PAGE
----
Monday, August 15, 2011

IDW Preview Review for October Part 1 of 2

Lee: It’s IDW so it’s a little heavy on horror this month. That was mostly their doing and not mine. Although there is still a bunch of other good stuff too.
Thomm: I’d rather blame the messenger and say it’s your fault. IDW doesn’t care if I blame them.

Written by Chris Roberson, art by Jeffrey Moy, covers by Phil Jimenez, Keith Giffen.
The pairing you never thought could happen! IDW Publishing and DC Comics are proud to present the greatest tale of the 23rd century! Or is that the 31st century? As you'll see here, it's both. Eisner-nominated writer Chris Roberson and Star Trek and Legionnaires veteran artist Jeffrey Moy partner up to bring you the most bizarre partnership of any century! In this first issue, a group of Legionnaires end up lost in the 23rd century, but it's a universe that isn't familiar to either the Legion or the crew of the USS Enterprise! 32 pages, $3.99.
Lee: Combining two of the premiere futuristic space series into one book is just a great idea. I have no clue how they plan to pull this off but it’s piqued my interest.
Thomm: I like Roberson, so this has a chance, but this is a very strange idea. Ok, not as strange as Superman fighting Muhammad Ali, but right up there with, hmm, I’m not sure what it’s with. Actually, I could see this working. Q was something of a super villain after all.

Written by Steve Niles, art by Sam Kieth, covers by Kieth, Davide Furno.
Fright-master Steve Niles returns to the creation that launched his career for an all-new 30 Days of Night ongoing series, with warped genius Sam Kieth joining in the bloodletting! A letter from Barrow, Alaska, carries a cryptic warning to a young, curious woman, which leads her down the rabbit hole and face-to-face with her desire... and likely her demise. Elsewhere in Los Angeles, a vampire resurrection ignites, which could threaten the very way of life of all mankind. Features an all-new cast characters being introduced to the world of 30 Days of Night for the first time! 32 pages, $3.99.
Lee: 30DoN is one of those concepts that seems to work better as a series of mini-series, ala BPRD. Especially for an idea like this that doesn’t necessarily have a continuous cast of characters. There does seem to be some push back on the wimpy vampire thing these days. Between this, Boom!’s Dracula story, and American Vampire we starting to get mean & nasty vampires back again.
Thomm: Vampires without biting and killing is just pale immortality. Who wants that? I’ve yet to get on the 30 DoN bandwagon, but American Vampire is great.

Written by Joe R. Lansdale, art by Peter Bergting.
H.P. Lovecraft is known as one of the key founders of modern horror, cited as a major influence by many prominent authors, such as Stephen King. In collaboration with renowned Lovecraft historian and literary caretaker Robert Weinberg, IDW is bringing you the definitive Lovecraft comics updated for a 21st century audience. This unique series begins by adapting classic Lovecraft tale "The Dunwich Horror" by fright-master Joe R. Lansdale (30 Days of Night: Night, Again) and Peter Bergting (D&D: Dark Sun). The second story brings "The Hound" to life by Weinberg. 32 pages, $3.99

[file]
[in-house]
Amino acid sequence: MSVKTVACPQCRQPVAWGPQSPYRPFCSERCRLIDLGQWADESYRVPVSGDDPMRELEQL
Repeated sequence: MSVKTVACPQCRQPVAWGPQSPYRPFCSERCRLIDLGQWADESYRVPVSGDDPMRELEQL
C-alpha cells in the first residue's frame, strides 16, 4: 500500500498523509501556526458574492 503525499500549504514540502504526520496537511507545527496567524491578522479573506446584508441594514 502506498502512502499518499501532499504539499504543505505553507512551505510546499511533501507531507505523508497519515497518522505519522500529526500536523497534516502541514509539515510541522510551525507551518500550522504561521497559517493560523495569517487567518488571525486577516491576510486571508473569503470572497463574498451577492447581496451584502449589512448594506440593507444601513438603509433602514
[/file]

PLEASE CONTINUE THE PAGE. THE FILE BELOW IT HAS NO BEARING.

Lee: This certainly has lots and lots of potential. Lansdale is a good horror writer and adept at comics too. Bergting looks to be a strong fantasy artist. AND, it’s Lovecraft. It’s really hard not to like this combination. Not to mention that more stories are going to be adapted later.
Thomm: A very solid group, from origin to adaptation. Lansdale’s always been a bit hit or miss for me, though.

Written and art by Wally Wood.
The third IDWArtist's Edition (Following Dave Steven's Rocketeer and Walter Simonson's Thor) focuses on one of the all time greatest comic book artists, and at the absolute peak of his creative powers: Wally Wood. EC Comics was quite likely the finest comics line ever produced, and Wally Wood was one of their mainstays who set an incredibly high artistic standard. This volume will contain a wonderful selection of stories in original art form by Wood, including: MY WORLD, CAME THE DAWN, MARS IS HEAVEN, HE WALKED AMONG US, and more. Additionally, there will be a fantastic cover gallery section by Wood. If you've never seen Wood original art, you've never seen Wally Wood! 144 pages, black and white, $125.
Lee: Yes, this is ridiculously expensive but these collections from IDW are really, really nice. It’s almost like owning the page of original art the reproduction is so good. This is Wally Wood doing some of his best work. If you can afford it, it’s worth the investment.
Thomm: I see another addition to Jim’s addiction.

Written by Pat Mills, Steve Moore, Steve Parkhouse, John Wagner, art and cover by Dave Gibbons.
Dave Gibbons illustrated a classic run of Doctor Who comics, and this oversized, hardcover book collects them all for the first time! And in full color! Gibbons-drawn strips began appearing in the very first issue of Doctor Who Magazine (then titled Doctor Who Weekly), starring the Fourth Doctor as portrayed by Tom Baker, and Gibbons continued as the primary artist until issue #69, a Fifth Doctor tale. This volume also features an introduction by Gibbons! 372 pages, $50.
Lee: These have been reprinted a couple of times now in tpb format. They are pretty good stories but the main appeal is the Gibbons art. I am curious about the coloring because I think they were originally printed in b&w.
Thomm: I’m never big on other media being adapted to comics. Tom Baker was the Doctor Who when I first watched the show and remains the touchstone for the character for me. I don’t think print quite captures the voice enough for me to spend $50 on this, though.

Just a whee bit too long for one day so we'll finish it tomorrow, or the next maybe.

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